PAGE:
Jubilee/Cord political tensions spill over to Boston dinner
Tension between Jubilee and Cord spilled over to the United States last Saturday when government representatives boycotted an event to honour Kenya’s marathon runners.
Sports, Culture and The Arts Secretary Hassan Wario, who was listed as the chief guest at the annual “Dinner with Champions” and Kenya’s acting ambassador to Washington DC Jean Kamau reportedly stayed away because of the presence of former Prime Minister Raila Odinga, who is on a study tour in the US.
The event was in honour of Kenyan athletes participating in the prestigious Boston Marathon held on April 21. Kenya’s Rita Jeptoo won the women’s race while Wilson Chebet and Frankline Chepkwony were second and third respectively in the men’s race won by American Meb Keflezighi.
The “Dinner with Champions” party held in downtown Boston every year and co-hosted by the Kenyan embassy before the marathon, has become one of the most highly anticipated and respected events among Kenyans living in the US and international fans. It also acts as a morale booster to the elite athletes.
“This year it has been vindeo and ndrama,” said Mr Wilson Wahome, the main organiser of the dinner, using a popular expression to describe a dramatic event.
Briefing the Sunday Nation soon after the April 19 event, Mr Wahome said that in retrospect he was not surprised that the government officials had decided to snub the event.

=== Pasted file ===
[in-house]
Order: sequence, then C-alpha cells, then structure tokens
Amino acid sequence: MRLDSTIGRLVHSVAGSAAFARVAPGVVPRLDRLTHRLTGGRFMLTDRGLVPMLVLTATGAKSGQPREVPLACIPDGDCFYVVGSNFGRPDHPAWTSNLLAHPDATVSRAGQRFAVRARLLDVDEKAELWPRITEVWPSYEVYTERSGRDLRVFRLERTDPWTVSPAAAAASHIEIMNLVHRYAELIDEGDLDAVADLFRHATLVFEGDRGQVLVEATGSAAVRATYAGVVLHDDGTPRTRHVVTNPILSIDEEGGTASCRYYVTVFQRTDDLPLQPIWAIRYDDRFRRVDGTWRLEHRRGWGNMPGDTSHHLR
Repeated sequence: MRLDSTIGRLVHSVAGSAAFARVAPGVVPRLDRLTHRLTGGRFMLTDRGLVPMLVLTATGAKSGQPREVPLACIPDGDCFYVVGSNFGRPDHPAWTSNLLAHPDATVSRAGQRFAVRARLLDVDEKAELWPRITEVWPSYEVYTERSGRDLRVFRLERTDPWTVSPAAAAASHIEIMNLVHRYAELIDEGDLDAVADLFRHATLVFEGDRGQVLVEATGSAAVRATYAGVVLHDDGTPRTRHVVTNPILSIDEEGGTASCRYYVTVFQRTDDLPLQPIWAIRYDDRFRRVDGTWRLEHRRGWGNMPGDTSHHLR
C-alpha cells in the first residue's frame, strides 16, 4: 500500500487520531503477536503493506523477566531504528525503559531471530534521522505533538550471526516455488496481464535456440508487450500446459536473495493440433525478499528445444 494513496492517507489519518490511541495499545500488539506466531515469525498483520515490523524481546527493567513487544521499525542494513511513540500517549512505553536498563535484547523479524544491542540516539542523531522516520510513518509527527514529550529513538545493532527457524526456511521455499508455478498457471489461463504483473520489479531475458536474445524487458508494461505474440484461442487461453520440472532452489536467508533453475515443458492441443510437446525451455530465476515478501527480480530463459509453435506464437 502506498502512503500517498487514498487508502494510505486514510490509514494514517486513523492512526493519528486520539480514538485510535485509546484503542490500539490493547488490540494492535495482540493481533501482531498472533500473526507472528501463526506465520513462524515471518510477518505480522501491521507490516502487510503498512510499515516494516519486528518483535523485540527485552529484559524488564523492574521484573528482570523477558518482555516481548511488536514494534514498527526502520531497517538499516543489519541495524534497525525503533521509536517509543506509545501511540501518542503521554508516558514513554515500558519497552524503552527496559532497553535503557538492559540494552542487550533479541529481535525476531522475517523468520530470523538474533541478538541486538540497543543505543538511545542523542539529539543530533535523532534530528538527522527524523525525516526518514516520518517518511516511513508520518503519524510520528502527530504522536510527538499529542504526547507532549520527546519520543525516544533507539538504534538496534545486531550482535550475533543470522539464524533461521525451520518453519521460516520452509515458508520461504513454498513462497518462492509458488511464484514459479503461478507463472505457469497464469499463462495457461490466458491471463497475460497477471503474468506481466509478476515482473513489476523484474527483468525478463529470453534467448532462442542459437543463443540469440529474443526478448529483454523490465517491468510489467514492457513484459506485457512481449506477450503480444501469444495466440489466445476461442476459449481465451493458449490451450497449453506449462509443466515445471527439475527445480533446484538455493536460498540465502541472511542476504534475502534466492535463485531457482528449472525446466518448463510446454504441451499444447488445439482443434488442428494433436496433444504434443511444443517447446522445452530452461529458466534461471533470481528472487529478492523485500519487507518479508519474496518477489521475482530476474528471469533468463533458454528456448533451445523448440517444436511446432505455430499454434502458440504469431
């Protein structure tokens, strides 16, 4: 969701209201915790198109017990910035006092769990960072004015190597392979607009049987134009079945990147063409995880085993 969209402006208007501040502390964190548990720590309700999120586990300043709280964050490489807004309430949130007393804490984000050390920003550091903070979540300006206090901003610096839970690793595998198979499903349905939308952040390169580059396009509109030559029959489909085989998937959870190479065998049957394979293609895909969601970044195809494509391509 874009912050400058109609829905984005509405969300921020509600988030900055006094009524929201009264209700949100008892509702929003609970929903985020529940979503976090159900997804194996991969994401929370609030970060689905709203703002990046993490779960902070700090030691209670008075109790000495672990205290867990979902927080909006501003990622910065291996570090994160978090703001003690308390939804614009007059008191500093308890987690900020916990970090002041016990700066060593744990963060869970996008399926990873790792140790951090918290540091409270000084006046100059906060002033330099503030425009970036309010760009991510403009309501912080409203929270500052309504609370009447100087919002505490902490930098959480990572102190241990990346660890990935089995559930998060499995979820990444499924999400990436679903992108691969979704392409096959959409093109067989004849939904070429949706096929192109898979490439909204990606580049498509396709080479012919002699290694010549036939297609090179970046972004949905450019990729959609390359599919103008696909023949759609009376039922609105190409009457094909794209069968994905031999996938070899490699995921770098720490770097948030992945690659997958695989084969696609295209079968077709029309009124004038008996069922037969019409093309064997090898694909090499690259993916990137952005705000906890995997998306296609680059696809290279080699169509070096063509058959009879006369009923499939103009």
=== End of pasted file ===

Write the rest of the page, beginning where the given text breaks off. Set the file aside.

“From the way the embassy has been reacting since you guys (Sunday Nation) ran that story about Raila leading the Boston Marathon celebrations, I’m not too shocked that Ambassador Kamau gave the event wide berth. She was clearly not happy,” he said.
Mr Wahome said even though the event was sold out, most of those who attended were disappointed that government officials stayed away.
“What I came to realise while working on this is that the name Raila Odinga sends chills down the spine of many people in government. Some treat him not like a former Prime Minister but as an enemy of the country. It’s absurd because in the US people treat such leaders with respect,” he said.
Mr Wahome says his plan was not to have Mr Odinga in the printed programme but to allow him to present athlete Lorna Kiplagat with a lifetime achievement award.
But his balancing act did not seem to have impressed the officials. When the doors opened that Saturday evening and the elite athletes arrived 30 minutes later, there was no government official to receive them.
Soon, Mr Odinga, accompanied by Mombasa governor Ali Hassan Joho and Senator Hassan Omar made their way into the venue. Unaware of the tension caused by the presence of Mr Odinga, the elite team members appeared happy to be around their fans and allowed people to take pictures.
When the former PM stood to honour Ms Kiplagat and the team, he joked that he was “Kenya’s ambassador in residence” before wishing the athletes well and promising to cheer them during the race.
Mr Wario and Ms Kamau did not immediately respond to inquiries from the Sunday Nation, but many of those who attended the dinner were disappointed they gave politics more weight than patriotism.
“This was meant to be a day when we as Kenyans all come together despite our political differences to honour our runners,” said Mr Sam Simiyu, a Kenyan resident of New York City.